Poe’s Law: Mississippi River Monster Edition

Back in November 2012 I went on a road trip from San Diego to Chicago. At one point I spent a full day in Memphis and while there took a ton of photos. I was taking some photos of the Mississippi river when I saw this green pipe thing sticking out of the water.

Photo of a green pipe sticking up out of the Mississippi river

I realized that from far away it sort of looked like a sea creature and thought it might be fun to create a photo that made it unidentifiable enough to be mistaken for a creature. I turned the manual focus on so I could make it a bit blurry and took a wide-angle shot. When I got home from my trip, I zoomed in on the pipe to give it a bit of a pixelated look and switched the photo into black and white.

B&W Blurry Photo of a pipe in the Mississippi River that looks like a river monster

I promptly uploaded my “sea creature” photo to Facebook and Flickr and posted it in the Chicago Skeptics group so I could brag to my skeptic friends about seeing a sea creature on my trip. I dubbed the creature “Missie.”

Just to be clear, this was just a joke. I thought it would be funny to create a photo that looked a bit like the classic blurry sea creature photos of the Lochness Monster. Although I uploaded it publicly to Flickr, I did not put any type of warning on it to let people know it was fake because I assumed that was obvious. I mean, it should be obvious that it’s fake, right?

Recently I’ve been using the service Pixsy which does an image search for all my Flickr photos and lets me know when there are matches so I can easily find people who are stealing my photos on the internet. This week I was looking at some of my Pixsy matches and noticed that my Missie photo was being used on the Cryptozoology website Frontiers of Zoology, a blog by self-described cryptozoology researcher Dale Drinnon. He’s got lots of in-depth reporting on his website, such as this excellent investigation entitled Bigfoot Boob Bounce.

Drinnon posted my Missie photo along with the following description:

screen shot of Drinnon's cryptozoology website

“Missi”, the Mississippi River Monster, at the level of Tennessee, from Flickr (During WWII reports referred to “Submarines” with “Periscopes”. “Missi” is the proper regular name for the creature anywhere along the lenth of the River, and several reports at New Orleans state it is the same creature seen there as at the River’s source)
[NB, I have no confidence in this photo as representing the Mississippi River Serpent, unfortunately]

What? Drinnon does not have a lot of confidence that my obviously fake photo is not a photo of the actual Mississippi River Serpent? I’m am so disappointed in you, Drinnon. What tipped you off? The photo has also now been posted on other cryptozoology websites, using Drinnon’s page as a source.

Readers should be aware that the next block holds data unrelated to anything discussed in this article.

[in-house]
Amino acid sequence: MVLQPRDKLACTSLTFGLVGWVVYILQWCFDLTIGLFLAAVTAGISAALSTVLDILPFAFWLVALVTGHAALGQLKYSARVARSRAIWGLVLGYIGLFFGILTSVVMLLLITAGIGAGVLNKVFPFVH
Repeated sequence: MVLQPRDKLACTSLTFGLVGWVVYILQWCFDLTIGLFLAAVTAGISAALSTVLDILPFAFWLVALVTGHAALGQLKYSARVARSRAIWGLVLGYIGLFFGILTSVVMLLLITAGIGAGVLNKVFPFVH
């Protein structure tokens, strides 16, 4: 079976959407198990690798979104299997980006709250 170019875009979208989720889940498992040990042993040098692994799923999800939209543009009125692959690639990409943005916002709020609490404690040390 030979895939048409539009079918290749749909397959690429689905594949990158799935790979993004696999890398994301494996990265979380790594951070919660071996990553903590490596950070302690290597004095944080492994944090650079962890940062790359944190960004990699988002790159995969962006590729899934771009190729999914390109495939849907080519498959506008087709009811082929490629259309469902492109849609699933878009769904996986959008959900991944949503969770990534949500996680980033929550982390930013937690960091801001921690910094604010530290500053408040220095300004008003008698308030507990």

So, this is how I unwittingly created a hoax sea monster. I never set out to create a hoax. It just never occurred to me that anyone would take it seriously. No one tell him about my bigfoot photo.

Jamie Bernstein

Jamie Bernstein is a data, stats, policy and economics nerd who sometimes pretends she is a photographer. She is @uajamie on Twitter and Instagram. If you like my work here at Skepchick & Mad Art Lab, consider sending me a little sumthin' in my TipJar: @uajamie

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  1. Many years ago (about 1968, give or take a year) I had just read the Report on Unidentified Flying Objects, and decided to fake some pictures. I got a real insight into human nature. Most people who saw them were taken in, but when I explained how the pictures were made and pointed out the evidence that showed they were fake they were more amused than anything else. There were, however, a few who were infuriated, the one I remember most vividly said that it was people like me (bad people, presumably) who stopped people from believing in UFOs. He seemed to think I must be the spawn of Satan or something similar. True Believers in almost anything can be kind of scary.

    1. I’ve had people cite groups of mostly non-Indian academics who claimed to be our allies. I started going through my social networks, finding ndn activists who may have heard of them, no one from the NCAI, from AIM, from Idle No More, or from any other org ever had. I called the person on this. He continued to cite them. I continued to call him on it. And I get blocked from more Facebook pages that way than any other.

  2. Question, related to the plausibility of Bigfoot existing:
    Some of the people who believe cite our finding of other new species, which is superficially fair, but when was the last time we found a land animal of a similar order of size that was a new species we hadn’t seen before? Also, is species the right level of differentiation? Genus? Family?
    I tried a little google, but my google fu is weak. It mostly returned a ton of dinosaur discoveries, which are great, but not what I meant =P

    1. I think there was a member of the horse/zebra family discovered in the jungles of southeast Asia about 30 years ago. It is very rare and very similar to other wild horse species, not an extremely distinctive animal in an unexpected environment like a Bigfoot would be. People catching glimpses of it or discovering remains would probably have assumed it was one of the known horse species or a feral domesticated horse or pony.

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